2011 Buyer's Guide Woods

Woods and hybrids are a breeze to hit

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Tour Edge
Exotics XCG-4
Key Feature: A strong and thin maraging-steel cupface and crown—combined with a heavy 133g tungsten sole—helps launch the ball with less spin and faster speed than stainless steel. Most of the weight is in the rear heel and toe of the tungsten sole, so it's below the ball. That helps the clubface square at impact for more accuracy. Two internal weight pads improve sound and feel, as well.
What We Like: Like the Exotics woods, this hybrid flies a long way. It's super-powerful.
Lofts: 17°, 19°, 22°, 25°
touredge.com | $199
Unsung HeroKey Feature: The DXi hybrids mimic the performance of the DXi woods in terms of technologies like variable face thickness, a radiused sole for enhanced playability and an Aldila VooDoo graphite shaft.
What We Like: Padraig Harrington had his hands in the design of the hybrids too, meaning they're designed not just for the average player looking for some alternatives to long irons, but also to play at the highest level.
Lofts: 19°, 22°, 25°
wilsonstaff.com | $159

What's old is new...and improved. Cleveland's Mashie hybrid brings to mind the metal woods of the 1980s (check out its Gliderail sole, small head and matte finish), but it's designed with the modern technology that makes new utility clubs easy to hit. The lighter, longer Miyazaki C. Kua 59 Series yields shots that fly 5-10 yards longer than before. It's the best of both worlds.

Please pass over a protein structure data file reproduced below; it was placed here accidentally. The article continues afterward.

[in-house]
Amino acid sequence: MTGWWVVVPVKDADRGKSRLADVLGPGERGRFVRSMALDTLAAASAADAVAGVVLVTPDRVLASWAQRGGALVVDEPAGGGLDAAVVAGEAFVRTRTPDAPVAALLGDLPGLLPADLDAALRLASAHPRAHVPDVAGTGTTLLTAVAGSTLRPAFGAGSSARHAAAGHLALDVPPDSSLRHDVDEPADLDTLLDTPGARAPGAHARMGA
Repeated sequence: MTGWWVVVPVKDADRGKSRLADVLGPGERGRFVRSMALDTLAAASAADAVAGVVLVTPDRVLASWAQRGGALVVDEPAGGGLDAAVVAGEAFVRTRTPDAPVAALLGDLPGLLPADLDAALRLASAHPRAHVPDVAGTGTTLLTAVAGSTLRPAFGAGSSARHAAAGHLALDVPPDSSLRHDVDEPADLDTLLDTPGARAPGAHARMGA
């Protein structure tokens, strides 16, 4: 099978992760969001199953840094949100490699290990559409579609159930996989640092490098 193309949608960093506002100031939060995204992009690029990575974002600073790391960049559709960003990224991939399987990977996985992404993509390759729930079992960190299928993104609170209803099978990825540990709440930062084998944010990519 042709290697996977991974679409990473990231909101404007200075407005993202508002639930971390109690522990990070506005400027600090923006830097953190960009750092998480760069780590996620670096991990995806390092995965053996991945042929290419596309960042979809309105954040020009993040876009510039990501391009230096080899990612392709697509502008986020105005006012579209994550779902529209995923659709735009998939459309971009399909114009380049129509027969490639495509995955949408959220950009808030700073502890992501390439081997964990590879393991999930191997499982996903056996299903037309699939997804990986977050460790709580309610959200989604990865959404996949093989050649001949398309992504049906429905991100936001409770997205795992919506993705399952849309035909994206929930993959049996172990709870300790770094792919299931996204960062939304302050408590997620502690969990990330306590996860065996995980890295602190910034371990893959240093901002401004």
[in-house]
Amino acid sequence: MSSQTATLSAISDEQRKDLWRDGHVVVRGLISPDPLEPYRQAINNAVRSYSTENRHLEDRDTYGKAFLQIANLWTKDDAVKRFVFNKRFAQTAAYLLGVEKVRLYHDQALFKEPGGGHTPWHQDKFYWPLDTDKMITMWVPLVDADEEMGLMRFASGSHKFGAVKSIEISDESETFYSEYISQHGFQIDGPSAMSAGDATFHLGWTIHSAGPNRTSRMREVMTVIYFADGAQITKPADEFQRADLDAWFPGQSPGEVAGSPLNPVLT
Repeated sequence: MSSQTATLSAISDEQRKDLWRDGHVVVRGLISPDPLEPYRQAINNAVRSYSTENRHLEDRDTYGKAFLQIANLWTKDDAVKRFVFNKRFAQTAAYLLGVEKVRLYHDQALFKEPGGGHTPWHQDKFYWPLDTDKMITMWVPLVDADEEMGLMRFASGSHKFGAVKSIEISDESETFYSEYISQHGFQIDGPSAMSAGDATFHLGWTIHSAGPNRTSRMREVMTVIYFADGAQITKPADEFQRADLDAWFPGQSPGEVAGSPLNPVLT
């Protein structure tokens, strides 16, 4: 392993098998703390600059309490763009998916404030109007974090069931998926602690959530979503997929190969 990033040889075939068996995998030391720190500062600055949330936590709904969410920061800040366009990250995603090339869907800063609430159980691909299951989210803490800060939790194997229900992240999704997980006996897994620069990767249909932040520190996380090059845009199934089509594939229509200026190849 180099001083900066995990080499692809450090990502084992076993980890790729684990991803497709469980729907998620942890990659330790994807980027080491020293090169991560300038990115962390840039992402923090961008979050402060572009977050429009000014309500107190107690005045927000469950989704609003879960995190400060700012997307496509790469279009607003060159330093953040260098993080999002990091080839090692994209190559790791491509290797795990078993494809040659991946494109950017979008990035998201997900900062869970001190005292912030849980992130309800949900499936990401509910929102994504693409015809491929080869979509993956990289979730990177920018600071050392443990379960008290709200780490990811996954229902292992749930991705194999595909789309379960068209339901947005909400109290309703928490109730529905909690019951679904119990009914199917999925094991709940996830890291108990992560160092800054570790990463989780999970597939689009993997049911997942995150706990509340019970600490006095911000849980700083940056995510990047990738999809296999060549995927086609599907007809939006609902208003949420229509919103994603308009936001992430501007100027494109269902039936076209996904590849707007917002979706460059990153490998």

Looking for a fairway wood with a high MOI that produces straight, high, forgiving shots? PING's K15 achieves all three with its larger profile and clubface. With a center of gravity positioned away from the face, and the company's Straight Flight Technology (SF Tec) that places weight in the heel, you have a club that launches the ball straight, high and long. Comes in three different lofts.


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